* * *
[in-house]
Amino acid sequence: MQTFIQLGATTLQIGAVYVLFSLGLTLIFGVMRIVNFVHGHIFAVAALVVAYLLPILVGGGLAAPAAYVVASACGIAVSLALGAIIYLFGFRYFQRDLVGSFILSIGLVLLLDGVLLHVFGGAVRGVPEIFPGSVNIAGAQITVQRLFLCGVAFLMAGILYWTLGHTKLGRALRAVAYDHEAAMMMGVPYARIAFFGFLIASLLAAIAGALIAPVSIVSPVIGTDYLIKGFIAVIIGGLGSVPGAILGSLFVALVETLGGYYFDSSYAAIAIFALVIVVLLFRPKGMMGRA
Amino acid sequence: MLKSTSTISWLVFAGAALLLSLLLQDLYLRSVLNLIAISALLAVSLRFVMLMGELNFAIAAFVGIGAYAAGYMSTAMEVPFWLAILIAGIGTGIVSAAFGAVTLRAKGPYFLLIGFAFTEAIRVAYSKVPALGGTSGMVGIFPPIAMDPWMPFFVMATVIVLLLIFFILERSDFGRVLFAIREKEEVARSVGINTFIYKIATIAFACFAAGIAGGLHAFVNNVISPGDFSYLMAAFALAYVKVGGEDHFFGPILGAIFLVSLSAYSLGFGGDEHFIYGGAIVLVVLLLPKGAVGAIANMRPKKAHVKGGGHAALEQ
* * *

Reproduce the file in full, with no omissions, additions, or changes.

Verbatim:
[in-house]
Amino acid sequence: MQTFIQLGATTLQIGAVYVLFSLGLTLIFGVMRIVNFVHGHIFAVAALVVAYLLPILVGGGLAAPAAYVVASACGIAVSLALGAIIYLFGFRYFQRDLVGSFILSIGLVLLLDGVLLHVFGGAVRGVPEIFPGSVNIAGAQITVQRLFLCGVAFLMAGILYWTLGHTKLGRALRAVAYDHEAAMMMGVPYARIAFFGFLIASLLAAIAGALIAPVSIVSPVIGTDYLIKGFIAVIIGGLGSVPGAILGSLFVALVETLGGYYFDSSYAAIAIFALVIVVLLFRPKGMMGRA
Amino acid sequence: MLKSTSTISWLVFAGAALLLSLLLQDLYLRSVLNLIAISALLAVSLRFVMLMGELNFAIAAFVGIGAYAAGYMSTAMEVPFWLAILIAGIGTGIVSAAFGAVTLRAKGPYFLLIGFAFTEAIRVAYSKVPALGGTSGMVGIFPPIAMDPWMPFFVMATVIVLLLIFFILERSDFGRVLFAIREKEEVARSVGINTFIYKIATIAFACFAAGIAGGLHAFVNNVISPGDFSYLMAAFALAYVKVGGEDHFFGPILGAIFLVSLSAYSLGFGGDEHFIYGGAIVLVVLLLPKGAVGAIANMRPKKAHVKGGGHAALEQ